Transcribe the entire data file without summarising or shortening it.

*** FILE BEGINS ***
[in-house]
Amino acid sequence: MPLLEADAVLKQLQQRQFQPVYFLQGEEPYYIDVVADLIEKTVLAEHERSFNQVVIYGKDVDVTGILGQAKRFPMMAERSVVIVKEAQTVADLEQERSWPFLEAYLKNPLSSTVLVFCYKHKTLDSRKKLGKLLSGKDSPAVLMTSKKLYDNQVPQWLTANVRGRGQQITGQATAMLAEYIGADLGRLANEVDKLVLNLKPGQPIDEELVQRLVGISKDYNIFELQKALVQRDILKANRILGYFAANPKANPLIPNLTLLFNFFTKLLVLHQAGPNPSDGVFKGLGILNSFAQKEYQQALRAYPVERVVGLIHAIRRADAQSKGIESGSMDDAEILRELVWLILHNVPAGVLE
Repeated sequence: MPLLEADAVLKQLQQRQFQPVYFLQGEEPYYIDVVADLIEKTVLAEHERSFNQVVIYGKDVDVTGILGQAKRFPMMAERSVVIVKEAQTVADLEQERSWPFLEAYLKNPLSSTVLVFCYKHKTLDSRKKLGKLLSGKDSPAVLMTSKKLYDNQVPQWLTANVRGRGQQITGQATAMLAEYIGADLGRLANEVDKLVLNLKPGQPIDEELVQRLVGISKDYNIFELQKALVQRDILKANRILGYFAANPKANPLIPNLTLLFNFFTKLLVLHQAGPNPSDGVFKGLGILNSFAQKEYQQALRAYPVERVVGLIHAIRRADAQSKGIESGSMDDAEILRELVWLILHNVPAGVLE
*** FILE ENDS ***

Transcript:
[in-house]
Amino acid sequence: MPLLEADAVLKQLQQRQFQPVYFLQGEEPYYIDVVADLIEKTVLAEHERSFNQVVIYGKDVDVTGILGQAKRFPMMAERSVVIVKEAQTVADLEQERSWPFLEAYLKNPLSSTVLVFCYKHKTLDSRKKLGKLLSGKDSPAVLMTSKKLYDNQVPQWLTANVRGRGQQITGQATAMLAEYIGADLGRLANEVDKLVLNLKPGQPIDEELVQRLVGISKDYNIFELQKALVQRDILKANRILGYFAANPKANPLIPNLTLLFNFFTKLLVLHQAGPNPSDGVFKGLGILNSFAQKEYQQALRAYPVERVVGLIHAIRRADAQSKGIESGSMDDAEILRELVWLILHNVPAGVLE
Repeated sequence: MPLLEADAVLKQLQQRQFQPVYFLQGEEPYYIDVVADLIEKTVLAEHERSFNQVVIYGKDVDVTGILGQAKRFPMMAERSVVIVKEAQTVADLEQERSWPFLEAYLKNPLSSTVLVFCYKHKTLDSRKKLGKLLSGKDSPAVLMTSKKLYDNQVPQWLTANVRGRGQQITGQATAMLAEYIGADLGRLANEVDKLVLNLKPGQPIDEELVQRLVGISKDYNIFELQKALVQRDILKANRILGYFAANPKANPLIPNLTLLFNFFTKLLVLHQAGPNPSDGVFKGLGILNSFAQKEYQQALRAYPVERVVGLIHAIRRADAQSKGIESGSMDDAEILRELVWLILHNVPAGVLE